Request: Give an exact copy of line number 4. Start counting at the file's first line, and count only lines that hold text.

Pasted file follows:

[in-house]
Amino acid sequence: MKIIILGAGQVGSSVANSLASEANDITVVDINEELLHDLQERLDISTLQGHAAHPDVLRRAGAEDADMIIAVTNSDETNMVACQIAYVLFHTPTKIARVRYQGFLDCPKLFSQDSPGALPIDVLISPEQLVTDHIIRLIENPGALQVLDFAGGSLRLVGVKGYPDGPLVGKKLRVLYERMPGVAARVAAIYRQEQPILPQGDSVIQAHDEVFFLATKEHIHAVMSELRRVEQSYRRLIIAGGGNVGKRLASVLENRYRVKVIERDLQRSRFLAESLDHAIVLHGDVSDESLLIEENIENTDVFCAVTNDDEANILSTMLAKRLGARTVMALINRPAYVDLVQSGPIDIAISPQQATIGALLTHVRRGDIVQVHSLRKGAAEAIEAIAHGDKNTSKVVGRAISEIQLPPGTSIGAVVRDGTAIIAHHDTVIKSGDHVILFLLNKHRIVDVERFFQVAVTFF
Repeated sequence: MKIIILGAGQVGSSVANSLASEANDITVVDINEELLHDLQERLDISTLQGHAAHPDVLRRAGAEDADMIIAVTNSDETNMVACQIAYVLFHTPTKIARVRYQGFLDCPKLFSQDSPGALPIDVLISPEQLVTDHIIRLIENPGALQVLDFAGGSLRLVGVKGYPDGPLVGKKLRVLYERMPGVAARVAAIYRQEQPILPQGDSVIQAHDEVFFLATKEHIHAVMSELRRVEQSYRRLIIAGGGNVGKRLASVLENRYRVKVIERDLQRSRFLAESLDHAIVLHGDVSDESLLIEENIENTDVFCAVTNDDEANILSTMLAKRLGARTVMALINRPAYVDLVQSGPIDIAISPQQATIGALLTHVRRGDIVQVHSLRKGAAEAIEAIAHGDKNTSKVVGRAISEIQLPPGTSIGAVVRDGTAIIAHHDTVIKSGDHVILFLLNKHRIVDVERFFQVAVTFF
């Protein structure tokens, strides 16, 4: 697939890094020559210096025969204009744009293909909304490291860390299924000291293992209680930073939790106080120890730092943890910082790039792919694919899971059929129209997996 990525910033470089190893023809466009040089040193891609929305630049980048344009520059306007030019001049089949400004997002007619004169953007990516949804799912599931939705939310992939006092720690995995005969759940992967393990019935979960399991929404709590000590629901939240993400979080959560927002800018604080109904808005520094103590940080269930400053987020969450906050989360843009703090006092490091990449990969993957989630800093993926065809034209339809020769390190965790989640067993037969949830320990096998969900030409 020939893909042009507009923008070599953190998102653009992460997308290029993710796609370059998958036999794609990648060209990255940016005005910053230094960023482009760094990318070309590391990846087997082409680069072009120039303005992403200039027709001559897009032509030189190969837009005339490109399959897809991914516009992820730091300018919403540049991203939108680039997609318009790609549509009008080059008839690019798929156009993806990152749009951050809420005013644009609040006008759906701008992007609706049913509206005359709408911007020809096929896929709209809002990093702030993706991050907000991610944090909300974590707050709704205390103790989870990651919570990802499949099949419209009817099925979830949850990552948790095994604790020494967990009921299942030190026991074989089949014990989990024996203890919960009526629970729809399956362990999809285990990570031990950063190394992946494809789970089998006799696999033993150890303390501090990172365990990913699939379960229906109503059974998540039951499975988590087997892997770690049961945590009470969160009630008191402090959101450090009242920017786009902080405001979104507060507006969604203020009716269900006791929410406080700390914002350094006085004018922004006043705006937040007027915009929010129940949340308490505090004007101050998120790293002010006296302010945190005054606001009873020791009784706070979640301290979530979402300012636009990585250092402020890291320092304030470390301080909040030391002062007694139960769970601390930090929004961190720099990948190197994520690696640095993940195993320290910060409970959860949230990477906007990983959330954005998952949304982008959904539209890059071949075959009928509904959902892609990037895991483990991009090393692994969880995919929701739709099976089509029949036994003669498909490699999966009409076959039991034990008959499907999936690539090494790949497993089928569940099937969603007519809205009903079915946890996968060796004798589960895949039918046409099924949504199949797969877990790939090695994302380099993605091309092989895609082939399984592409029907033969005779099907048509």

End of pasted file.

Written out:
């Protein structure tokens, strides 16, 4: 697939890094020559210096025969204009744009293909909304490291860390299924000291293992209680930073939790106080120890730092943890910082790039792919694919899971059929129209997996 990525910033470089190893023809466009040089040193891609929305630049980048344009520059306007030019001049089949400004997002007619004169953007990516949804799912599931939705939310992939006092720690995995005969759940992967393990019935979960399991929404709590000590629901939240993400979080959560927002800018604080109904808005520094103590940080269930400053987020969450906050989360843009703090006092490091990449990969993957989630800093993926065809034209339809020769390190965790989640067993037969949830320990096998969900030409 020939893909042009507009923008070599953190998102653009992460997308290029993710796609370059998958036999794609990648060209990255940016005005910053230094960023482009760094990318070309590391990846087997082409680069072009120039303005992403200039027709001559897009032509030189190969837009005339490109399959897809991914516009992820730091300018919403540049991203939108680039997609318009790609549509009008080059008839690019798929156009993806990152749009951050809420005013644009609040006008759906701008992007609706049913509206005359709408911007020809096929896929709209809002990093702030993706991050907000991610944090909300974590707050709704205390103790989870990651919570990802499949099949419209009817099925979830949850990552948790095994604790020494967990009921299942030190026991074989089949014990989990024996203890919960009526629970729809399956362990999809285990990570031990950063190394992946494809789970089998006799696999033993150890303390501090990172365990990913699939379960229906109503059974998540039951499975988590087997892997770690049961945590009470969160009630008191402090959101450090009242920017786009902080405001979104507060507006969604203020009716269900006791929410406080700390914002350094006085004018922004006043705006937040007027915009929010129940949340308490505090004007101050998120790293002010006296302010945190005054606001009873020791009784706070979640301290979530979402300012636009990585250092402020890291320092304030470390301080909040030391002062007694139960769970601390930090929004961190720099990948190197994520690696640095993940195993320290910060409970959860949230990477906007990983959330954005998952949304982008959904539209890059071949075959009928509904959902892609990037895991483990991009090393692994969880995919929701739709099976089509029949036994003669498909490699999966009409076959039991034990008959499907999936690539090494790949497993089928569940099937969603007519809205009903079915946890996968060796004798589960895949039918046409099924949504199949797969877990790939090695994302380099993605091309092989895609082939399984592409029907033969005779099907048509």